Cambridge won’t follow latest guidance by CDC, will keep Covid-19 tests for asymptomatic people
Cambridge will keep accepting any resident who wants a Covid-19 test despite changed federal guidance discouraging people with no symptoms from getting tested even if they were exposed to someone with the virus, city spokesman Lee Gianetti said Monday. The city is also continuing its free testing program into September.
“The city’s approach to testing has not changed, and we continue to follow Massachusetts Department of Public Health guidance for Covid-19 testing,” Gianetti said in an email. “We maintain that anyone who wants to get tested should get tested, and people who have come into contact with someone who tests positive for Covid-19 should most certainly get tested.”
The U.S. Centers for Disease Control and Prevention alarmed many public health experts when it said Aug. 24 that asymptomatic people who had been near someone confirmed or suspected of being infected didn’t necessarily need a test; previously the agency had recommended testing. After a backlash, the agency retreated partially, saying testing could be “considered” for those without symptoms who had been exposed to the virus.
The city’s Public Health Department began offering free Covid-19 tests to residents in June, around the time the Cambridge Health Alliance shut its own East Cambridge mobile test site because of low demand, the Alliance said. CHA now offers tests to residents of Cambridge, Somerville and other communities in its service area at a location in Somerville’s Assembly Square.
Far from declining, demand for testing, at least in Cambridge, has stayed high. The city now releases appointment slots for tests at three neighborhood sites every week that usually fill within a few days. The city will publish its next weekly schedule after Labor Day.
One minute test, three-hour wait
CareWell Urgent Care clinics offer $160 antigen testing for people not showing coronavirus symptoms, advertising results in as little as 15 minutes (some Reddit comments say they can take longer, and that not everyone gets result before they leave). The clinic takes walk-in customers only, which can cause long waits. On Monday, a Twitter user going by Kaaashif recounted his three hours in a long line snaking around the block from Carewell into an Inman Square parking while awaiting an antigen test. It was a last resort when, he said, the first test the city could offer was Sept. 10.
“What’s the point?” he wondered of a test so many days away, when reached by phone. “A lot of travel is done with no pre-planning, so it’s not like I could call CHA two weeks in advance.”
He saw families coming to wait in line with their children for hours, and “some people left the queue because they couldn’t take it any more,” he said, though the reason for the wait was something of a mystery: The test itself takes a minute, and payment took about five. His test came back negative, he said.
“I understand there a lot of moving parts, but this is September, and the city knew people were coming back into town. Six months later, we’re still in the situation we were in in March,” he said.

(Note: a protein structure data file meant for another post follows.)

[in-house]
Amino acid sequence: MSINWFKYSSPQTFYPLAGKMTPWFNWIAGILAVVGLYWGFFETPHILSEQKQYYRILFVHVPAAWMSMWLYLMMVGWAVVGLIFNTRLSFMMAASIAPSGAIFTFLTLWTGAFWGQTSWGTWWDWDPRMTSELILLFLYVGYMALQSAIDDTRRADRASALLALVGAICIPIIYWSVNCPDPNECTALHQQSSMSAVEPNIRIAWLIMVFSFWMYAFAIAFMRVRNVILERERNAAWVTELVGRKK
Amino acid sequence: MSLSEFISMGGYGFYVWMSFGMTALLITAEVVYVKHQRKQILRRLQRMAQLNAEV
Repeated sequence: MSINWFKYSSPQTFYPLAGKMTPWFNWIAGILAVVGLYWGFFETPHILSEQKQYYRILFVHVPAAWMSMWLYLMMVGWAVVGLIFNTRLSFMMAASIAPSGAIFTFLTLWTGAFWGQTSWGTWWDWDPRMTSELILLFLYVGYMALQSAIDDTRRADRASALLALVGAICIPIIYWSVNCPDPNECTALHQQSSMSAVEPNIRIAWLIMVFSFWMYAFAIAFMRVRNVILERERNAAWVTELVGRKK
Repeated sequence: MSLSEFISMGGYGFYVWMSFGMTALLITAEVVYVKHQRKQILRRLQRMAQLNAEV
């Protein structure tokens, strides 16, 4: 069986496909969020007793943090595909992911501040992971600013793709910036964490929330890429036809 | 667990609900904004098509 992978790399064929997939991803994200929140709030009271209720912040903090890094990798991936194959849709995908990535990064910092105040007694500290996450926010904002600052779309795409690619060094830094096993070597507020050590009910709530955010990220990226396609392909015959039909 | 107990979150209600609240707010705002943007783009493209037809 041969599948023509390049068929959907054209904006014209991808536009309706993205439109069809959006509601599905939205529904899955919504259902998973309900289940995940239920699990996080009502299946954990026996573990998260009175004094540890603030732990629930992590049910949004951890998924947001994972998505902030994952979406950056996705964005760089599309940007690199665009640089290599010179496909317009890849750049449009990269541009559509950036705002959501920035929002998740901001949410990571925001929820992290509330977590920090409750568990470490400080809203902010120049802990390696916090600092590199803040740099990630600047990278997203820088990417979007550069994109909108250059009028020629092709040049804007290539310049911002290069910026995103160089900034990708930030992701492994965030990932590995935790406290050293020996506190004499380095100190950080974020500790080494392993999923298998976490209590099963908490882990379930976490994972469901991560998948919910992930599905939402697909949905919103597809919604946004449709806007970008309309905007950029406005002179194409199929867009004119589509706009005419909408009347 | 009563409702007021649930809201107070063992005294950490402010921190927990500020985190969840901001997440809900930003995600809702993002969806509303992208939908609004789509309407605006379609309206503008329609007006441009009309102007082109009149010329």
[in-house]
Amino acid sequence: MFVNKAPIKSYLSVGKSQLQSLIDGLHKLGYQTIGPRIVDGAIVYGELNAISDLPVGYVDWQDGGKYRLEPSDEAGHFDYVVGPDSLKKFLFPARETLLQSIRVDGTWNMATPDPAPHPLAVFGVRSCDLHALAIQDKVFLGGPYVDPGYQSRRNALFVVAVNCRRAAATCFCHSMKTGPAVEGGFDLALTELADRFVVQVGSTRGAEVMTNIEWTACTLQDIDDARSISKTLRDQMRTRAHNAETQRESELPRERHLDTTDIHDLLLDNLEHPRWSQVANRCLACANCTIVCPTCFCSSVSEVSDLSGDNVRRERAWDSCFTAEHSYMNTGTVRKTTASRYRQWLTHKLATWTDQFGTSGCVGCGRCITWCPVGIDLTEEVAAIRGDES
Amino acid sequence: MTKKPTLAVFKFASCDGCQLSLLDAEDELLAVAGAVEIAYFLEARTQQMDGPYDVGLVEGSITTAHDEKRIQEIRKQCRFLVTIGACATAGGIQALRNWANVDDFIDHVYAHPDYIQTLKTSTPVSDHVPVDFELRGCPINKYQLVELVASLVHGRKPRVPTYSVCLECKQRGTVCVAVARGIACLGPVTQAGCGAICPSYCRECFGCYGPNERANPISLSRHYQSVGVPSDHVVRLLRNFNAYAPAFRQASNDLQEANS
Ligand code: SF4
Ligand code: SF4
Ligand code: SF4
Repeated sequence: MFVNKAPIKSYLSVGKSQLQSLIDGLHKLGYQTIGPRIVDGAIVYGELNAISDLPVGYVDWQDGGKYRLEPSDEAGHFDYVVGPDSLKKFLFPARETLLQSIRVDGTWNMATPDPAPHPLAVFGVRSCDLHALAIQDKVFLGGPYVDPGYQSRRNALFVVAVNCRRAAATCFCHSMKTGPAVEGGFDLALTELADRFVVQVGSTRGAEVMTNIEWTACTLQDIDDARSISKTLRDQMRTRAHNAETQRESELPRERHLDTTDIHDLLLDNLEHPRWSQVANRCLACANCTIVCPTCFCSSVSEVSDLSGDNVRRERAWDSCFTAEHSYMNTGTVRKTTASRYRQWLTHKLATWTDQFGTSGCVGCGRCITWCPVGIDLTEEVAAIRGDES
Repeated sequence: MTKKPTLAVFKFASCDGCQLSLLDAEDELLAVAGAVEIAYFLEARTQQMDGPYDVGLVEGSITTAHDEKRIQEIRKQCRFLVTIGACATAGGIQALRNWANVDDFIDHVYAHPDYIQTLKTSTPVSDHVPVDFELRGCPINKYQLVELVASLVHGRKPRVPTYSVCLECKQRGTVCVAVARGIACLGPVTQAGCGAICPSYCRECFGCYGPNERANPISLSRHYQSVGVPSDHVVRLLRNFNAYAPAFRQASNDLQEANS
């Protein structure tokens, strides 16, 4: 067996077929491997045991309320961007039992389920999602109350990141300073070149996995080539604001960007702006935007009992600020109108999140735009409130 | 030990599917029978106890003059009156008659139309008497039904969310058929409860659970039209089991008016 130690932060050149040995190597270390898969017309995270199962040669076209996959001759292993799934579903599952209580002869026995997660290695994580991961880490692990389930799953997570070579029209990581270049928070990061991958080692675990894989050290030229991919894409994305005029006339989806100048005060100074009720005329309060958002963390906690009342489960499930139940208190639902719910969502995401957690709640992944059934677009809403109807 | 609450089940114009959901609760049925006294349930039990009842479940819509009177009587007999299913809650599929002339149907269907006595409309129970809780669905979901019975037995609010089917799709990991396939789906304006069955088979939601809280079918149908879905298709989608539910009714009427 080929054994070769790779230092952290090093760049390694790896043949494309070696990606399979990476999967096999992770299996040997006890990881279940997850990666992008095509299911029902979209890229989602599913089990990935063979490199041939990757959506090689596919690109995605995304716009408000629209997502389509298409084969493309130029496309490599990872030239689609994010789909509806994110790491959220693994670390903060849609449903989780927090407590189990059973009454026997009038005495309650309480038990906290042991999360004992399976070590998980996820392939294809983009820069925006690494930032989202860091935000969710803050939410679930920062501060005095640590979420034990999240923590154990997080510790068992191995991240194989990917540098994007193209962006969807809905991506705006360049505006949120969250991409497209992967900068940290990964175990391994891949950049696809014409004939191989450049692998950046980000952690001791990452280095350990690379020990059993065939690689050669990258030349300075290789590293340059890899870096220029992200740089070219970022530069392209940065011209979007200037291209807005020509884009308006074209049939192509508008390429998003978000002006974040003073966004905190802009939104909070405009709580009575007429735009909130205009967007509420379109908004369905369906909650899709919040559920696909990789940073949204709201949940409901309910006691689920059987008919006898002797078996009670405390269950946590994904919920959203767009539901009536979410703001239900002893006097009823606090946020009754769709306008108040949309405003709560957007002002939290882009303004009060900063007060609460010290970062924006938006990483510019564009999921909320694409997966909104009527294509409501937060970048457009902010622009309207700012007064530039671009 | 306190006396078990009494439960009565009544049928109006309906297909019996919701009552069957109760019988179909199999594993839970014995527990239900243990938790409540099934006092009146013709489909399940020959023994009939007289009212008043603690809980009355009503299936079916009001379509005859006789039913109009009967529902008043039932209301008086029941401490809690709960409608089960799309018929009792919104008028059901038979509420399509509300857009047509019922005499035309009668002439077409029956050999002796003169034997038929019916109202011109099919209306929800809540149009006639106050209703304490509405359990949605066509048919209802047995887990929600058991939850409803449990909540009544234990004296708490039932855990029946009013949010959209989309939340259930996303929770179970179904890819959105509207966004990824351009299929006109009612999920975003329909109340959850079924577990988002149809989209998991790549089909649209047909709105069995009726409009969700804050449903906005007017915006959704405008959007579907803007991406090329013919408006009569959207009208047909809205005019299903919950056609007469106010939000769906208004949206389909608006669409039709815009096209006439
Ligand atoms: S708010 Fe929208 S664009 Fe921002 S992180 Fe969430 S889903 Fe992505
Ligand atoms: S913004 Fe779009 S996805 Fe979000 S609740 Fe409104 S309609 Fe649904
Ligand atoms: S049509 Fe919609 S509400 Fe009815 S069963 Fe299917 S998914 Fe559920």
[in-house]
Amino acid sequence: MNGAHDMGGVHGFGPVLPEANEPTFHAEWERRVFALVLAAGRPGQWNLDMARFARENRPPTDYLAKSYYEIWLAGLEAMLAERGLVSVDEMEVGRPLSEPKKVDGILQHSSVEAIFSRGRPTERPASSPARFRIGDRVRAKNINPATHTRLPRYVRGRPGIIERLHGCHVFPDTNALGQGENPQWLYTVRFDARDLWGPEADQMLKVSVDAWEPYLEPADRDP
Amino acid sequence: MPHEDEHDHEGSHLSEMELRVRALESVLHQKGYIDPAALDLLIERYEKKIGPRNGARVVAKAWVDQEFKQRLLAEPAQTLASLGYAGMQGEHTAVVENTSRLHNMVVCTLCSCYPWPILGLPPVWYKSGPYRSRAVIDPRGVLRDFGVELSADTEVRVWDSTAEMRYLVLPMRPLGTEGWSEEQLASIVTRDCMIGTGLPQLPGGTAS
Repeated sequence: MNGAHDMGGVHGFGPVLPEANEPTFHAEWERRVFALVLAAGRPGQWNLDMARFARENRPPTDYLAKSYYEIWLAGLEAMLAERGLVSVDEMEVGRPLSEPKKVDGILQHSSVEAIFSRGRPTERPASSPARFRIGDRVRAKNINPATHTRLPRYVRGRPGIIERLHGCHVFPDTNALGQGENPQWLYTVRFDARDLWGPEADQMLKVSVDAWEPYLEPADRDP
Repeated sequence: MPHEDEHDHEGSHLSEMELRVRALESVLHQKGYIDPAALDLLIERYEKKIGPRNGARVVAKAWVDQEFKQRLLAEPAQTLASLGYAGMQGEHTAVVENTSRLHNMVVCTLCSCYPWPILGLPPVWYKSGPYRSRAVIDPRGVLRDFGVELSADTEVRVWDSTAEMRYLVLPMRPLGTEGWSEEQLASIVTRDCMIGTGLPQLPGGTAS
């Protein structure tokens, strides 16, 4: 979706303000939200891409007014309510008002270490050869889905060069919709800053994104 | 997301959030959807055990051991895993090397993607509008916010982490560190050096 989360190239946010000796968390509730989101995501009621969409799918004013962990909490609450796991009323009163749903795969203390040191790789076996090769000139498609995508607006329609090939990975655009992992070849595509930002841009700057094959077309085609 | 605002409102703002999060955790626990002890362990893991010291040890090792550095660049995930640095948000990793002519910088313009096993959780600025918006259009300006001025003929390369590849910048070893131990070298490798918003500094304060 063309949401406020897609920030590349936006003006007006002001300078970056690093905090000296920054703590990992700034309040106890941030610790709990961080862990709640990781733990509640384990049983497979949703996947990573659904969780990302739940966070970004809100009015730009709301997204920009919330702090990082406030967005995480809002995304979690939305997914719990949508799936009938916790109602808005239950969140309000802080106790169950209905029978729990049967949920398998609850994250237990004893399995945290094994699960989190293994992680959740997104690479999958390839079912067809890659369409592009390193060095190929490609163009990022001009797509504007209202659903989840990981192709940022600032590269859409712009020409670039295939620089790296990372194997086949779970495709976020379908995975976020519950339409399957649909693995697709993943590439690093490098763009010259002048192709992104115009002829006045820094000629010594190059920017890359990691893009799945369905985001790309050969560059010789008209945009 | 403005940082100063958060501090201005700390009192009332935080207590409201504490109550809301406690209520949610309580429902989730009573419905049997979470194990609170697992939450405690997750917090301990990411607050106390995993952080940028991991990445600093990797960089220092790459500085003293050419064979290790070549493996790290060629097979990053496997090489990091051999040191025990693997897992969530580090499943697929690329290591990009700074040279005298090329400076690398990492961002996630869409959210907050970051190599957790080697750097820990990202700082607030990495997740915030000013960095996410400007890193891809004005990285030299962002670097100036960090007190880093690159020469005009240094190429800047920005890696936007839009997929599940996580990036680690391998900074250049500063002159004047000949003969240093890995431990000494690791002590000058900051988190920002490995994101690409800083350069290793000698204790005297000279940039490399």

Surge in testing
On Saturday the city said it has provided more than 8,000 Covid-19 tests, including more than 4,000 in July and August. Earlier in the pandemic Cambridge tested hundreds of nursing home and assisted living residents and staff, residents of senior public housing developments and homeless people in targeted programs. It was not clear whether those figures were included in the 8,000 total.
Meanwhile, Harvard University and the Massachusetts Institute of Technology have begun testing students and others on campus as often as three times a week to prevent outbreaks as their campuses reopen. Those testing programs promise to dwarf the city’s effort. In four days two weeks ago MIT conducted 6,598 tests; three were positive. By Aug. 27 the total number of tests had swelled to 16,065 with only 10 positive.
Harvard conducted almost 6,000 tests last week with five positive, it said. Since June 1 the university has done 18,946 tests; 19 students, faculty and staff tested positive.
Harvard and MIT are posting test numbers and results on their websites. The city has not said if or how it will account for testing and results on campus. It appears that few if any positive cases are being reported on the city’s daily Covid-19 dashboard. The state Department of Public Health provides Covid-19 data on residents to Cambridge and other communities; it said it will consider college students as residents of the community where they attend school unless there is other information.
“Data feed” issue
The city’s Covid-19 dashboard reported wildly erroneous figures Saturday for the gender and age group of people with confirmed and probable cases, although the total number was correct. For example, the number of women dropped to 178 on Saturday from 705 on Friday; men to 101 from 550; and the number whose gender was said to be unknown to 1,005 from 27. The total for people 19 and under disappeared, decreasing to zero on Saturday from 30 on Friday; the number of people in their 20s went down to four from 258.
Apparently the city was alerted to the errors by a reporter; its daily emailed update on Saturday evening did not link to any data, and a statement said “staff are working to resolve an issue with the data feed for the Cambridge Covid-19 Data Center.”
The issue was with the data feed from the health department, which was “resolved” over the weekend, spokeswoman Susan Feinberg said Monday.